Another area that should be addressed in content policies is time-wasting Web sites. Although many organizations have no interest in blocking occasional visits to news sites, those same organizations have no need for gambling or adult sites. Policies should be defined that block access to known time-wasting, non-work–related sites. Content policies cover a broad range of topics but are essentially rules for filtering what you would want coming into or going out of your organization.
To monitor the effectiveness of a secure content appliance's settings, administrators must establish a baseline of activity and then regularly examine the volumes and types of events on the network.
A baseline should be established when the appliance is first installed. The objective is to understand what constitutes "normal" activity on the network, including the number of emails sent and received, volumes of HTTP and FTP traffic, the number of spam messages, and malware applications detected. The baseline should include both absolute measures on protocols, such as the volume of HTTP traffic per day, and percentages, such as the percent of emails classified as spam.
In addition to these measures, the administrator should assess the accuracy of the content filtering to determine the rate of false positives, the number of messages incorrectly categorized as spam, attachments incorrectly identified as malware, and the rate of false negatives (that is, banned content that was not detected by the appliance). This work requires manual review of quarantined messages and careful tracking of malware infections.
Once the baseline is established, administrators should monitor the same measures over time using the same reports and analysis used to establish the baseline.
The basic reporting tools at the administrator's disposal are:
Each type of reporting has its advantages and requires varying levels of configuration and integration.
Browser-Based Appliance Reports
The secure content appliance includes several reports providing summary and detailed information about traffic volumes and significant events. Although the details of each of these reports are more thoroughly described in the appliance documentation, let's take an overview look at example reports provided.
For example, a secure content appliance can provide information such as system status that includes details about protocols, hardware, load sharing, and general status information. The protocol status displays counts of the amount of traffic scanned, the number of viruses detected, emails deferred, spam messages blocked, and volumes of HTTP, FTP, and email traffic. You can also gather information about the status of each protocol and the workload processed. The hardware, load, and general status information display low-level details, such as the RAID status of hard drives and MAC addresses of the appliance's NICs (see Figure 2.2).
Figure 2.2: An example report provided by the secure content appliance.
Additional information provided by a secure content appliance includes Web pages that let administrators see the history of selected counters over a 24-hour period. For example, an administrator can track the number of email messages originating inside and outside the network (see Figure 2.3).
Figure 2.3: Examining a historical view of select counters.
In addition to storing performance detail on the appliance, administrators have the option of centralizing reporting with a third-party tool or basic network event monitoring tool such as SNMP traps and syslog. Events are filtered and sent to reporting tools based on three criteria:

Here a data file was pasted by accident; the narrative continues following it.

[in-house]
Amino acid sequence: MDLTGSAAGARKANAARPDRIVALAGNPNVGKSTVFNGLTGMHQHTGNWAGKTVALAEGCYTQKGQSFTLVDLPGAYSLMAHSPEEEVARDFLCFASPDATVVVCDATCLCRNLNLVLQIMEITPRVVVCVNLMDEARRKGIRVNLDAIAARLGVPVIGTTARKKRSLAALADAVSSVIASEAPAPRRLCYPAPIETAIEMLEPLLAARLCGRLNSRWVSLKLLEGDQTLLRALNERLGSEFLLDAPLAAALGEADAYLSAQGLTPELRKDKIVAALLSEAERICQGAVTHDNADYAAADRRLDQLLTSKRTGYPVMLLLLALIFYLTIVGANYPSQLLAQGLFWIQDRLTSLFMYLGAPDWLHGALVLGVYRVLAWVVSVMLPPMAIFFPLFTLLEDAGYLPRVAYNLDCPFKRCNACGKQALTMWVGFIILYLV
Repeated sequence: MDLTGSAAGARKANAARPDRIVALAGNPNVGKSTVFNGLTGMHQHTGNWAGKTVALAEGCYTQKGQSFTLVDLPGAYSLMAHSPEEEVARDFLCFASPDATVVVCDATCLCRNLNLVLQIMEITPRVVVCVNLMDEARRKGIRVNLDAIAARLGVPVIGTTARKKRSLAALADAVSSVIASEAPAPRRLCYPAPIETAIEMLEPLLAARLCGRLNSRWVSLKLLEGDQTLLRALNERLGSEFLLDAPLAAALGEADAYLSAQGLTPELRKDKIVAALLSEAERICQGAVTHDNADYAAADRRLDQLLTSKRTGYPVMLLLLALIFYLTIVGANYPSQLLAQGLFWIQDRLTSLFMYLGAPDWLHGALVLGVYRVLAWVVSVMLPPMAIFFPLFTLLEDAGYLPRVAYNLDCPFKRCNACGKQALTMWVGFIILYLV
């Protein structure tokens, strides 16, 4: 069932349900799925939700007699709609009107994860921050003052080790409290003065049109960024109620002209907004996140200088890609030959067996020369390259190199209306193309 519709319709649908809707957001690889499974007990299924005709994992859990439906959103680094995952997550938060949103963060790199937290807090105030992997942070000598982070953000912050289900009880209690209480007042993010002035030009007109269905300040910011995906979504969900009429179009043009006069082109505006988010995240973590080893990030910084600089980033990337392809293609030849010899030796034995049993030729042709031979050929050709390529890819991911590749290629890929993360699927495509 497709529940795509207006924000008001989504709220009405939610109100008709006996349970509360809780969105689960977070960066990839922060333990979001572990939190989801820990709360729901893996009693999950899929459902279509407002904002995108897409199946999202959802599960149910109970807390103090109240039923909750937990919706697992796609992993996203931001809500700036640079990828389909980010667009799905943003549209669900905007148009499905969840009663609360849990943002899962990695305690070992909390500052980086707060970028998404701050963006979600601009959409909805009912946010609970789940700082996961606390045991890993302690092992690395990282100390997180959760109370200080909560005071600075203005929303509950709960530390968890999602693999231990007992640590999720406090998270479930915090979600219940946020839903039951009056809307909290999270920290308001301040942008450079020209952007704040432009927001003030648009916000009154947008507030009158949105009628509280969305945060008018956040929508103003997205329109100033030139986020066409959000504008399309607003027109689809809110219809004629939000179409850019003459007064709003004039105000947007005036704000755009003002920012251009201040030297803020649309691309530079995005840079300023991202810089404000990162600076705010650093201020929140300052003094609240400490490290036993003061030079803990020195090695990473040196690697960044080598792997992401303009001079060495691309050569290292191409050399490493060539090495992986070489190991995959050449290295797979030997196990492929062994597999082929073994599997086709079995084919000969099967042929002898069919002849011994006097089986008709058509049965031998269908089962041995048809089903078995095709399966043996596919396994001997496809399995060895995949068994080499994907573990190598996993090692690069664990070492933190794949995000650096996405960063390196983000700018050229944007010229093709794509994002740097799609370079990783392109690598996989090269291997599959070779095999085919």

A third-party tool, such as McAfee's ePolicy Orchestrator, centrally manages security policies and procedures across a network. These applications passively monitor activity on a network, prevent changes to system configurations, and ensure that workstations and servers remain in compliance with security policies. These tools provide consolidated reporting and library of predefined reports.
For example, when an ePolicy agent is installed on a secure content appliance, events are sent to the ePolicy Orchestrator and included in that application's reports. Reports specifically designed for the WebShield secure content appliance include:
Other reports provide statistics on throughput and more detailed information on viruses and spam prevention. In addition to the predefined reports, administrators have the option of defining custom reports using Crystal Reports, an industry-leading reporting application.
Many organizations may already have existing event reporting systems or practices in place based on email alerts, SNMP messages, and syslog. Third-party tools usually support email notification of an administrator when an event occurs.
SNMP is a protocol designed for sending messages from a managed device to a network management system. An agent resides on the managed device—in this case, the secure content appliance—and sends messages to a management device that logs the message. Syslog is an application that allows distributed systems to centralize their logging information.
Regardless of how administrators choose to log events and report on performance, the overall monitoring process is essentially the same.
There are several steps to maintaining an effective monitoring procedure.
The first step is to establish a monitoring policy that defines which measures will be tracked, how often measures will be taken, who is responsible for collecting measures, who is responsible for reviewing measures, who is responsible for acting on particular information, and the conditions that warrant the creation of a new baseline set of measures.